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at BENEDICTINE COLLEGE

Sunday: Describing Heaven to Children — and Yourself

This Sunday’s Gospel (the 28th Sunday in Ordinary Time, Year A) includes several visions of heaven, and that’s a good thing. It happens every year in our confirmation class: Students tell my wife and I that they aren’t looking forward to heaven. It doesn’t sound appealing to them.

Pope Benedict has said that this view is so pervasive it is a significant reason for the loss of faith in our time.

“To continue living for ever — endlessly — appears more like a curse than a gift,” he writes in his 2007 encyclical on hope, Spe Salvi (Saved in Hope). He  said it sounds “monotonous and ultimately unbearable.”

But heaven in reality is “not an unending succession of days in the calendar, but something more like the supreme moment of satisfaction … like plunging into the ocean of infinite love, a moment in which time—the before and after—no longer exists …  a plunging ever anew into the vastness of being, in which we are simply overwhelmed with joy.”

We won’t be strangers in heaven. It will be more like a homecoming because “the Father’s house is our homeland,” says the Catechism.

When my children ask what heaven is like, I use Jesus’ description of heaven as like a mansion, or, a dream house. “In my Father’s house there are many dwelling places,” he says.

Since our children have been graced with a mother who likes to tour model homes whether or not she is looking to buy one, they understand when I explain today’s readings as a tour of their heavenly dream house.

Kitchen. According to today’s first reading, the kitchen of your house in heaven is well stocked with “a feast of rich food and choice wines, juicy, rich food and pure, choice wines.”

Backyard. The backyard is not fenced — but that’s okay. If good fences make good neighbors here on earth, no fences make good neighbors in heaven. Says Isaiah: “He will destroy the veil that veils all peoples, the web that is woven over all nations.”

Grounds. The Psalm mentions more features of the mansion’s ample grounds, which include a garden with a peaceful water feature: “In verdant pastures he gives me repose; beside restful waters he leads me.”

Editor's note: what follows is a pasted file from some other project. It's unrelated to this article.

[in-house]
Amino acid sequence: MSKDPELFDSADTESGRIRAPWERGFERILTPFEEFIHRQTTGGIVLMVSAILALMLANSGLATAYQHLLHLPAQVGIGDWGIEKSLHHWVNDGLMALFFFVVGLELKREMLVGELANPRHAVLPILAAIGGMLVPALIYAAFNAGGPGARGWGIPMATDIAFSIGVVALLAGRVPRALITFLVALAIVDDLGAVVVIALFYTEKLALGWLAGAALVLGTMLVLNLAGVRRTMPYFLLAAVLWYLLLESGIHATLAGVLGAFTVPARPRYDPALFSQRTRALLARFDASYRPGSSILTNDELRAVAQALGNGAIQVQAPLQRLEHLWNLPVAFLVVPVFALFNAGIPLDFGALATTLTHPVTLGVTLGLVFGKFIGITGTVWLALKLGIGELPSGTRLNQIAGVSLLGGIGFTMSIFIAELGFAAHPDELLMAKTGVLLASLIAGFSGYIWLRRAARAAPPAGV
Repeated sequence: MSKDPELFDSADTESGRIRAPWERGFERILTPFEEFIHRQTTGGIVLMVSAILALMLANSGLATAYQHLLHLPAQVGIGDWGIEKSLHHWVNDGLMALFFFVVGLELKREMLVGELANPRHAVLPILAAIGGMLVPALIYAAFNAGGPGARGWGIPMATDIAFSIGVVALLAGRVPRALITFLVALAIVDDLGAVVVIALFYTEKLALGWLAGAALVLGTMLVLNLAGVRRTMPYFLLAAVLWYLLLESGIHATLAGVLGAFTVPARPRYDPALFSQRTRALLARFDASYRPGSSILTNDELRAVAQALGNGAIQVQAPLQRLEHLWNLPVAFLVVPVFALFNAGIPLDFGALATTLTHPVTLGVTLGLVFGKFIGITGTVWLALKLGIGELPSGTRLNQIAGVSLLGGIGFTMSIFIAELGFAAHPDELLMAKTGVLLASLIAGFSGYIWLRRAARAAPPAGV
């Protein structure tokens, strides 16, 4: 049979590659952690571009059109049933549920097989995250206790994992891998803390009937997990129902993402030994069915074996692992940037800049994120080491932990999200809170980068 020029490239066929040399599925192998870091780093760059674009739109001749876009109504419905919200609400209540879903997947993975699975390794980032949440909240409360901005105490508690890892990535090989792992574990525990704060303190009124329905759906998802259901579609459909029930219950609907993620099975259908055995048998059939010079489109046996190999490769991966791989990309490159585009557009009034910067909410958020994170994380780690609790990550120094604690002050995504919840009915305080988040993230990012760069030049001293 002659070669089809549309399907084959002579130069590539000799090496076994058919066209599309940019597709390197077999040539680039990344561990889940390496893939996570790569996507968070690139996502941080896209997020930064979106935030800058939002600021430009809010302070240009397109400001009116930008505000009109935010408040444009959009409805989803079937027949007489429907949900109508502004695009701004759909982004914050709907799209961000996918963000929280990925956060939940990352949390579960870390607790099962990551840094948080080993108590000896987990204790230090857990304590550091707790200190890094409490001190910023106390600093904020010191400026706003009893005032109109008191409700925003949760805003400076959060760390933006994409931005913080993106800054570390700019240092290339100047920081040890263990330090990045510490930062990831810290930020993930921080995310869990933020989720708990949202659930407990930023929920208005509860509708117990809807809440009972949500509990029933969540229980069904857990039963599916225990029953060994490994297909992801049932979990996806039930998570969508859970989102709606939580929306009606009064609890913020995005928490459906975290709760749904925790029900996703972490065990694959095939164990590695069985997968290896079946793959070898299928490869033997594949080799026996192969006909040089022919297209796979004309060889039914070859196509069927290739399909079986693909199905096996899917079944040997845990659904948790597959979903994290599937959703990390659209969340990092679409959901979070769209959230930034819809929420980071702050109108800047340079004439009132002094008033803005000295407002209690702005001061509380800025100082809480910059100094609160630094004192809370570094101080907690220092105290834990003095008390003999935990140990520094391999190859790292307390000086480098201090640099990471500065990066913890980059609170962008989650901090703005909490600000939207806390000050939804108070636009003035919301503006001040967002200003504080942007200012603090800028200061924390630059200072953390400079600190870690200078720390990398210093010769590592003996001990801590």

Patio. We also have a patio area — or a barbecue deck, if you prefer. Says the Psalm: “You spread the table before me in the sight of my foes; you anoint my head with oil; my cup overflows.”

Dining Hall. In the Gospel, we have a description of a banquet room at the mansion: “Behold, I have prepared my banquet; my calves and fattened cattle are killed, and everything is ready. Come to the feast.”

This can all sound very materialistic, so I remind them that if it is difficult to get a mansion on earth, it is even harder to get one of these heavenly dream houses. The difference is that we all have the ready ability to do it — if we choose to.

This Sunday’s readings also tell us what we need to do get our mansion.

Walk With God. There is no map that we can use to guide ourselves to heaven. We have to follow God step by step, turn by turn, like a GPS, always looking to him and staying in touch with him. As the Psalm puts it: “He guides me in right paths for his name’s sake. Even though I walk in the dark valley, I fear no evil; for you are at my side with your rod and your staff that give me courage.”

Love God, Not Houses. Ironically, an inordinate love for fancy houses will keep you out of the dream house the readings describe. You need to be more like St. Paul in today’s second reading: “I know how to live in humble circumstances; I know also how to live with abundance. In every circumstance and in all things, I have learned the secret of being well fed and of going hungry, of living in abundance and of being in need.” So be happy with your current house — or less, if necessary. Then you will be worthy for God’s.

Frequent the Sacraments. In Jesus’ story about heaven, “he saw a man there not dressed in a wedding garment. The king said to him, ‘My friend, how is it that you came in here without a wedding garment?’” Then he has him thrown out. Heaven isn’t open to those who take the privilege lightly. You can only go there if you are willing to change your whole life for the experience. If you want to take possession of your dream house in the sky, spend your time here on earth becoming the new person in Christ God wants you to be, through prayer, the sacraments and service to others.

Ultimately, though, all of the analogies we use for heaven fall short. Suffice it to say that it will be wonderful, and that Christians who have endured unimaginable sufferings throughout the ages to get there have never been disappointed.

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Tom Hoopes

Tom Hoopes is vice president of college relations at Benedictine College in Atchison, Kansas. A former reporter in the Washington, D.C., area, he served as press secretary of U.S. House Ways & Means Chairman Bill Archer and then spent 10 years as executive editor of the National Catholic Register newspaper and Faith & Family magazine. He writes weekly for Catholic Vote, the National Catholic Register and Aleteia. His work frequently appears in Catholic publications such as Catholic Digest. He lives in Atchison, Kansas, with his wife, April, and nine children.